Terrifying and innovative album from the masters of uneasy listening is a tough but engaging listen
Sometimes Sacramento doom-rap act Death Grips seem like a lavish comedy creation, or one of Brass Eye creator Chris Morris’ parodies. Here is a band who released last year’s ‘No Love Deep Web’ album with a picture of drummer Zach Hill’s erect penis on the cover, who deliberately planned a no-show at a Lollapalooza aftershow this August, and in whose name a statement was released about a movie they were making about male prostitution, with Twilight’s Robert Pattinson (the band subsequently denied responsibility for this). Yet in spite of their ludicrousness, or maybe because of it, Hill, Stefan ‘MC Ride’ Burnett and producer Andy Morin (aka Flatlander) remain so exciting. Who else gives away new albums for free and with no warning whatsoever? Who else signs to a major label then gets ditched for leaking their own music? Who else makes such a terrifying, innovative and intense sound?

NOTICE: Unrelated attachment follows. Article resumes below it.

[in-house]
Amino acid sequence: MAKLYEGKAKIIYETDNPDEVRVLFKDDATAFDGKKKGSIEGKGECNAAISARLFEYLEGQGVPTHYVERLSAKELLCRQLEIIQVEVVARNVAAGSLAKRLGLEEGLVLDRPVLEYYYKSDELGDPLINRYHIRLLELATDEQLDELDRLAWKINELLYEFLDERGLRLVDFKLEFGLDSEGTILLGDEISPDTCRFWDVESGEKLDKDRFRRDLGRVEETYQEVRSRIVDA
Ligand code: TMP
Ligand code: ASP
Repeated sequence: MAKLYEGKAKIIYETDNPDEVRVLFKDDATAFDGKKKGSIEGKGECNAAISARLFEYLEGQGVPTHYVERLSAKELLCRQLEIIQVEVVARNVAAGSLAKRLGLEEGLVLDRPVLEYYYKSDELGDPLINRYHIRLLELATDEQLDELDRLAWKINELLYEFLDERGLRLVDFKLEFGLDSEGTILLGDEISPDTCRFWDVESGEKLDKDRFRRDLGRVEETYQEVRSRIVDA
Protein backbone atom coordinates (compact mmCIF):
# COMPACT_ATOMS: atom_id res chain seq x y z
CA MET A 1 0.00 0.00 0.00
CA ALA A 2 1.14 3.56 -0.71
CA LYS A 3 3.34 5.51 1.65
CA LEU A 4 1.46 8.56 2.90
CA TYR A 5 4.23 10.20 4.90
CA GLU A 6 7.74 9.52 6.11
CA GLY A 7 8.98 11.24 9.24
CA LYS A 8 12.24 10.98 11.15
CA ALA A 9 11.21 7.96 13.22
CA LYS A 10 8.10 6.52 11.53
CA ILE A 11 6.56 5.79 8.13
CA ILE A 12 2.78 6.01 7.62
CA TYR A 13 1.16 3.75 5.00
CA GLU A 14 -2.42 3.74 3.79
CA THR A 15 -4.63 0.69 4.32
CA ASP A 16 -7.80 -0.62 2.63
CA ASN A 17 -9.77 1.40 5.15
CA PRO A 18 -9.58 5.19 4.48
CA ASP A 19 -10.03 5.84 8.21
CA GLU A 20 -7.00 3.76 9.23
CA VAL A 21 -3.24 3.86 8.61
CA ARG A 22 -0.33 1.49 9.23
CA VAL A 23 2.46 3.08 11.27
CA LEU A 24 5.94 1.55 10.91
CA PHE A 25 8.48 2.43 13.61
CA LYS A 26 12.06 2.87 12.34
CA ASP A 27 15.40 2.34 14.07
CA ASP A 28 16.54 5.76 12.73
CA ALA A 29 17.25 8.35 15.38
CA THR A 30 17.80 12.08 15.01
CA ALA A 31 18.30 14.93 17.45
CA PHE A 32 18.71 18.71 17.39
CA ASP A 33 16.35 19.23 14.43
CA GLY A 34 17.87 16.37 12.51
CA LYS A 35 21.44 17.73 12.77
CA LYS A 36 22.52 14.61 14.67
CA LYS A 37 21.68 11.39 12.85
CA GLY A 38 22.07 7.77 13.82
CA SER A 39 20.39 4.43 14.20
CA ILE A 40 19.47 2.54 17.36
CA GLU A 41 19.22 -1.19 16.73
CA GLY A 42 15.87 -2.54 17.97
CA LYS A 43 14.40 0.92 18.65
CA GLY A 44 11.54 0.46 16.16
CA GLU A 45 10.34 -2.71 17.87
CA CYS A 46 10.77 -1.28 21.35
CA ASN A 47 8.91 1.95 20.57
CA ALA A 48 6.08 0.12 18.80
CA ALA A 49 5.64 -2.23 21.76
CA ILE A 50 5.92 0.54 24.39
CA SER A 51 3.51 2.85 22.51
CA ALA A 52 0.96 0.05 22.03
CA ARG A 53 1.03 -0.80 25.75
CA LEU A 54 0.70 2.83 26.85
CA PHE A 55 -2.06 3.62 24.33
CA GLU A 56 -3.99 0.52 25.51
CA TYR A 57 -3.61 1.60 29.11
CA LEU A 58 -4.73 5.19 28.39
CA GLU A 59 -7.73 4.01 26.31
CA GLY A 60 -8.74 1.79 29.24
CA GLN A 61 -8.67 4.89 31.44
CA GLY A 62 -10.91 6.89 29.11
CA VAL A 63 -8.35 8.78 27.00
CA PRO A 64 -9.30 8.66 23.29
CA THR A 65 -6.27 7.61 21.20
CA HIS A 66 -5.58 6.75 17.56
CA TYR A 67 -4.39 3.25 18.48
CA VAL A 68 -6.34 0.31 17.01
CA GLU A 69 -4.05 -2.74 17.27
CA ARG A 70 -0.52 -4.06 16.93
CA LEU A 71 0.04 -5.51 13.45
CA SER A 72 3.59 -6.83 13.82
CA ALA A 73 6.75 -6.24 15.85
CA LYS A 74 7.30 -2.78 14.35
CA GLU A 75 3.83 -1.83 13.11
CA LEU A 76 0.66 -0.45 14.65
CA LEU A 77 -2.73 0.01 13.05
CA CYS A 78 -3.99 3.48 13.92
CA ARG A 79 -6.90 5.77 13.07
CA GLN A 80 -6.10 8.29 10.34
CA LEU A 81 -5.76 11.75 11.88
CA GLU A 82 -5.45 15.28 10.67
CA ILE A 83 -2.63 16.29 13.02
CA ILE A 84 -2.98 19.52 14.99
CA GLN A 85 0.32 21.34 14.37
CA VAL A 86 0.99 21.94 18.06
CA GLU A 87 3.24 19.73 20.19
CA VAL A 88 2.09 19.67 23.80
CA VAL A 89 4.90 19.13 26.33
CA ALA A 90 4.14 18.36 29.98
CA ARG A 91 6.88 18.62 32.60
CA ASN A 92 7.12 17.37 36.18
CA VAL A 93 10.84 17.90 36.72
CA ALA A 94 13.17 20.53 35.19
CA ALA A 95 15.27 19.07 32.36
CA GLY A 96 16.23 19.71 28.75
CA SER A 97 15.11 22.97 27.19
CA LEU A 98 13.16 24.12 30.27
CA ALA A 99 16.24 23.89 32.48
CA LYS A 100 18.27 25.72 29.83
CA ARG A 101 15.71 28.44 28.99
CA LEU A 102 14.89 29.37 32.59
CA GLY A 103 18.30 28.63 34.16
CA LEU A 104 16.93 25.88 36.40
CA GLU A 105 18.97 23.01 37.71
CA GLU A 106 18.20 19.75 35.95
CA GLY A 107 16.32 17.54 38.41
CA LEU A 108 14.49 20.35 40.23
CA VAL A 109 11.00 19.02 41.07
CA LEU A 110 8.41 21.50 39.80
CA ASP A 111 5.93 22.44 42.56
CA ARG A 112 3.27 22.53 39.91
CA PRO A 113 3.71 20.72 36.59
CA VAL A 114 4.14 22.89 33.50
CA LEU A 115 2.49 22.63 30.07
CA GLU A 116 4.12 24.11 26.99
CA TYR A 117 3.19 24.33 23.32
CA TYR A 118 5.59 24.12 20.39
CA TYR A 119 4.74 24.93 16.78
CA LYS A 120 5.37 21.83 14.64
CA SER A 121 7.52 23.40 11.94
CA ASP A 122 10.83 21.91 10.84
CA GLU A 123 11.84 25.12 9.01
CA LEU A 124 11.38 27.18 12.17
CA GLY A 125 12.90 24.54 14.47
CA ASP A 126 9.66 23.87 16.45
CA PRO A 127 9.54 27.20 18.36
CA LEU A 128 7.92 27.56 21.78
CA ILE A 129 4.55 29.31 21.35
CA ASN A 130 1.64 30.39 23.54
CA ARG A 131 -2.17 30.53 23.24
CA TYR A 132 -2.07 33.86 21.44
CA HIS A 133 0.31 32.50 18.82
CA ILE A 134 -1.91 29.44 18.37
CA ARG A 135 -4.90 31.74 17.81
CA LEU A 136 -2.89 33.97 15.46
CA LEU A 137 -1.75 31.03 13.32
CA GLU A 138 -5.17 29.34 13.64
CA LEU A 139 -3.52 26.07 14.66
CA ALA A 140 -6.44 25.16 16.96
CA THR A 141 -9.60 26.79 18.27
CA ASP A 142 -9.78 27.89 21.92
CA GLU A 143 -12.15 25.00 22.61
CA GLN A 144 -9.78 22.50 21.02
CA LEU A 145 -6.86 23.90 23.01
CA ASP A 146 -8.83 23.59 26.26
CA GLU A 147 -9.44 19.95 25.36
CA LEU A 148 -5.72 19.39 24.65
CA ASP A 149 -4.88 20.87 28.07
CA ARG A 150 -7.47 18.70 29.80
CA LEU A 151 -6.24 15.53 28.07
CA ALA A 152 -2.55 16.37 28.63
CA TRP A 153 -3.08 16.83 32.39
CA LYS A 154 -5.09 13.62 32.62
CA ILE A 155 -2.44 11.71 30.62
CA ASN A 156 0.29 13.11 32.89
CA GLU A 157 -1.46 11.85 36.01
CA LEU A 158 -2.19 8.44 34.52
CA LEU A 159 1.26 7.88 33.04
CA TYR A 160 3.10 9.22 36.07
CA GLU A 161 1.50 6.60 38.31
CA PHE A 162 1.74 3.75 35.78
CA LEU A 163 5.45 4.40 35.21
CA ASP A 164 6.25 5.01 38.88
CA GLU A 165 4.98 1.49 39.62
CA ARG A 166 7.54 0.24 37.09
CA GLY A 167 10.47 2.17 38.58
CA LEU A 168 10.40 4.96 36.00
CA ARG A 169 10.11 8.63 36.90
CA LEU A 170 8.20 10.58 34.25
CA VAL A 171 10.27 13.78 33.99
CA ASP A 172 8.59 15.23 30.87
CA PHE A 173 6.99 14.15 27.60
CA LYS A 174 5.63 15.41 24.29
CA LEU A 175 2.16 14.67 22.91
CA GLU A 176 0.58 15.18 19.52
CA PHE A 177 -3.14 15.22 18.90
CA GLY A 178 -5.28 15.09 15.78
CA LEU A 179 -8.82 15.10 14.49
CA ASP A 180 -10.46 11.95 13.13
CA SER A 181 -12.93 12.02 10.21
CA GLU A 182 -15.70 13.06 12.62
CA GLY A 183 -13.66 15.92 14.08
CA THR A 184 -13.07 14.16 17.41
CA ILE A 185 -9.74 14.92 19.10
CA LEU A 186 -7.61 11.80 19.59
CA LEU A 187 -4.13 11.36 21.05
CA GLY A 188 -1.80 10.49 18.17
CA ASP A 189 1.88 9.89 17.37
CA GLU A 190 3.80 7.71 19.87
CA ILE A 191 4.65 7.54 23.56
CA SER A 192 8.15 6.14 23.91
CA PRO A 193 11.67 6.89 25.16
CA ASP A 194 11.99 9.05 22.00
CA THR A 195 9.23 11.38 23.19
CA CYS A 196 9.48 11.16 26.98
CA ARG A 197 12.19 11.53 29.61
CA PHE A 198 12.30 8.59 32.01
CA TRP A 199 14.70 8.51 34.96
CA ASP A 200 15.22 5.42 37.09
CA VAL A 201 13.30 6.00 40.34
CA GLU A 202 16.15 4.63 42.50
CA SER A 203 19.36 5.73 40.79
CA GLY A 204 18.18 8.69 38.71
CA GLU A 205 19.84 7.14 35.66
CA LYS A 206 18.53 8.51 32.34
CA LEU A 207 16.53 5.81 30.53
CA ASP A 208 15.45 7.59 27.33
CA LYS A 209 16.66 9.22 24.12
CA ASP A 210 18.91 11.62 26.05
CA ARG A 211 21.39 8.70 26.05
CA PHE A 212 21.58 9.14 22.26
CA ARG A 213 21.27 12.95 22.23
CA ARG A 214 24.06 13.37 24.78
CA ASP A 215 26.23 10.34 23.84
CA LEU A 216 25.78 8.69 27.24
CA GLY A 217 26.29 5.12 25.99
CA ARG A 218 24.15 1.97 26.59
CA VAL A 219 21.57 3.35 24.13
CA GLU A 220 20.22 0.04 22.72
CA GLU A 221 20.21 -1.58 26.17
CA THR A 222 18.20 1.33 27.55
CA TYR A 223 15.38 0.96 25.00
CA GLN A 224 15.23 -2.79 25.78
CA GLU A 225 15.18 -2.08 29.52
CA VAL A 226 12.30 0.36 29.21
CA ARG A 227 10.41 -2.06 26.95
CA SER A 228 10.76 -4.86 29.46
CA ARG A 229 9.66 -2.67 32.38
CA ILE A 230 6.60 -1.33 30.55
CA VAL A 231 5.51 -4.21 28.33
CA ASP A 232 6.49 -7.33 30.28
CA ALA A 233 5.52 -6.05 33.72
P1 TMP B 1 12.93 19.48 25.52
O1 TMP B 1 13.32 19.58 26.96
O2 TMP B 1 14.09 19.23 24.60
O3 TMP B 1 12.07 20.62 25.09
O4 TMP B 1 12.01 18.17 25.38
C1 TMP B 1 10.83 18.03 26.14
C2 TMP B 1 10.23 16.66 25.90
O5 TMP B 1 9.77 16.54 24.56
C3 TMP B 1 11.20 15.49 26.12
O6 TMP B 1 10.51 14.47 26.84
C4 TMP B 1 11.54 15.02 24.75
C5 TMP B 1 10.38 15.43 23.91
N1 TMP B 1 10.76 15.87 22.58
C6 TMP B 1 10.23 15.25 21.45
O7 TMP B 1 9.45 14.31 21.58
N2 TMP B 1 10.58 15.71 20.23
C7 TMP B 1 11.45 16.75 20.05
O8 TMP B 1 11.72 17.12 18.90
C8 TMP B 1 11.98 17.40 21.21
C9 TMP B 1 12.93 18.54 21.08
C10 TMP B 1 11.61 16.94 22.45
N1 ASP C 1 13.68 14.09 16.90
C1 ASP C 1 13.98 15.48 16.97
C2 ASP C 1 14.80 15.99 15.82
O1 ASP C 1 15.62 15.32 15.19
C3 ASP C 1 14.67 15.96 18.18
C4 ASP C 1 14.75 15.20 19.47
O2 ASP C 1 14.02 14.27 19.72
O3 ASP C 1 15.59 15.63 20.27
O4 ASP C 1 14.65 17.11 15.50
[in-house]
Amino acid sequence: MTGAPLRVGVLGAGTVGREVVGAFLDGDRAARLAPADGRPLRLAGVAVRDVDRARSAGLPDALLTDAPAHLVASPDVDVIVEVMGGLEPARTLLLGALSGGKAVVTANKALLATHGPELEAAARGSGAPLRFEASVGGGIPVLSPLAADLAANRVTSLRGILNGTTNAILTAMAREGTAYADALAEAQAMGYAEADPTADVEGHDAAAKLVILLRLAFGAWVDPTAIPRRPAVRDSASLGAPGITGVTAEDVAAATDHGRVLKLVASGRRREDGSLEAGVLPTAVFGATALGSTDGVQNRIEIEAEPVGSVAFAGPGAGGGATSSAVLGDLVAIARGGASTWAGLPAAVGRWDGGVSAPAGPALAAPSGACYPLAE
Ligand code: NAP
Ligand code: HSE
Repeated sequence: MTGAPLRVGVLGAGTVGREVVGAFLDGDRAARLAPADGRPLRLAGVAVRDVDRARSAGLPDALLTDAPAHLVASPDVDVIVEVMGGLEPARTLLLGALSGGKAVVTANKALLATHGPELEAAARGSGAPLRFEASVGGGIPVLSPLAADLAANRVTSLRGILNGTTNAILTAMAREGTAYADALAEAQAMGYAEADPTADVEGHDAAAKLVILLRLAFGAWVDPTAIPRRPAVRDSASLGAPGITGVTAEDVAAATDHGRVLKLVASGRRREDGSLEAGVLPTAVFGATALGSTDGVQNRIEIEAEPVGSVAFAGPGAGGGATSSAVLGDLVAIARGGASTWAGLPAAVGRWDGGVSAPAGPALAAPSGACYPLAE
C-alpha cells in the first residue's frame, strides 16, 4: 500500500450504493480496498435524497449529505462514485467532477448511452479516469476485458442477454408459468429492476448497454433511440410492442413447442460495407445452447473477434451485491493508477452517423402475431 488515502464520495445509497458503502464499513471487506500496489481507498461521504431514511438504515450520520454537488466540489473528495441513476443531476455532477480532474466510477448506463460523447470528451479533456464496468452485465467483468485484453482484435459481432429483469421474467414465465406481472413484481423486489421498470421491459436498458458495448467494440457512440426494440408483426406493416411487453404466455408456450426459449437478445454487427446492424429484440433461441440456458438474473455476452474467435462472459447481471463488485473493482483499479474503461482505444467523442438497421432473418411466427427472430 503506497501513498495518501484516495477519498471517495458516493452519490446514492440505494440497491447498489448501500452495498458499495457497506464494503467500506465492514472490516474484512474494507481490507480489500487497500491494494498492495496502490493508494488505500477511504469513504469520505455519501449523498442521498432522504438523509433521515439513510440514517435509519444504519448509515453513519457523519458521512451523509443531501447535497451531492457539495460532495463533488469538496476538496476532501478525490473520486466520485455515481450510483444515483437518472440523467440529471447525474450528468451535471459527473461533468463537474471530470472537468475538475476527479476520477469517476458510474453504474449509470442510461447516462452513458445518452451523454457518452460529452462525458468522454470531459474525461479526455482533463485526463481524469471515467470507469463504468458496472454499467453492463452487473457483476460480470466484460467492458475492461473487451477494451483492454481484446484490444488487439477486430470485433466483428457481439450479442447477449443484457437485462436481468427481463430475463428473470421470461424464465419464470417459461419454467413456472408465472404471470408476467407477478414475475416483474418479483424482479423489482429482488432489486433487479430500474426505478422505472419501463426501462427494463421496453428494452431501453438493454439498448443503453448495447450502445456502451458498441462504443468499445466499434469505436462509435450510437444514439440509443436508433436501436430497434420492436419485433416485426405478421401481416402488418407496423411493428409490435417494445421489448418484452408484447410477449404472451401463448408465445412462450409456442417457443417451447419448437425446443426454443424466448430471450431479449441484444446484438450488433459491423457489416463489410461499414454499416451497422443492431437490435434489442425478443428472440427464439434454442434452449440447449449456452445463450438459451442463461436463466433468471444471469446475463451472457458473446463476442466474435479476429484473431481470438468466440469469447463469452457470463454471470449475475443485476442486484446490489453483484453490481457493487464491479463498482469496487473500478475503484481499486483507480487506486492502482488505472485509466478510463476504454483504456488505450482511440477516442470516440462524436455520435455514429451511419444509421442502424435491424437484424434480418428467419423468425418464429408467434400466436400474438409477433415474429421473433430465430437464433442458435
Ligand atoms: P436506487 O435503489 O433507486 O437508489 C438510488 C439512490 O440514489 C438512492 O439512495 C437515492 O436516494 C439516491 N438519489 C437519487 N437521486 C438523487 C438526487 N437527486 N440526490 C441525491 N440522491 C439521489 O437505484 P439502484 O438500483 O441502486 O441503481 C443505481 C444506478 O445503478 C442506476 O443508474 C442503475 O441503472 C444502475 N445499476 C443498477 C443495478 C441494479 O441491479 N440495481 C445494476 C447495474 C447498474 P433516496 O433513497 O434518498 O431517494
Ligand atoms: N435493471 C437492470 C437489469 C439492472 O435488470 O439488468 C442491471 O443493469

Continuing their ascent to the pinnacle of uneasy listening, Death Grips’ third album ‘Government Plates’ is their most challenging yet. Their debut ‘The Money Store’ hosted traditional thug-club bangers such as ‘I’ve Seen Footage’ and ‘Hacker’, but there’s nothing on their third album halfway as conventionally melodic. Instead, it has more in common with the bleakness of ‘No Love Deep Web’. Unsurprisingly, the murky grime of the record’s opening track – which boasts the epic title ‘You Might Think He Loves You For Your Money But I Know What He Really Loves You For It’s Your Brand New Leopard Skin Pillbox Hat’ – has little in common with Bob Dylan aside from the natty headgear reference. Instead, centred around a triumphant shout of “Freelance motherfucker!” from MC Ride, it binds together shattering glass and evil electronic squalls to create an unapologetically raw rebel yell. ‘Two Heavens’ offers further statements of intent, as Ride offers up a solemn “Fuck your idols/Suck my dick” over polyrhythmic clatters.
Despite its lyrical opener of “Fuck you”, ‘Birds’ – the first taster of the LP – is perhaps the most welcoming track. A more coyly paced offering, it’s heavy with drunken funk, and MC Ride seems to momentarily reel in his rage. ‘I’m Overflow’ is more of a slam poetry performance than a song, with Ride spitting incendiary stanzas at will.
Death Grips don’t just refuse to play the game, but kick the board over, throw the counters in the air and order you to stuff the dice up your arse. ‘Government Plates’ is a challenging listen, but as one of the most transgressive records of the year, would you expect anything less?
Director: Zach Hill, Flatlander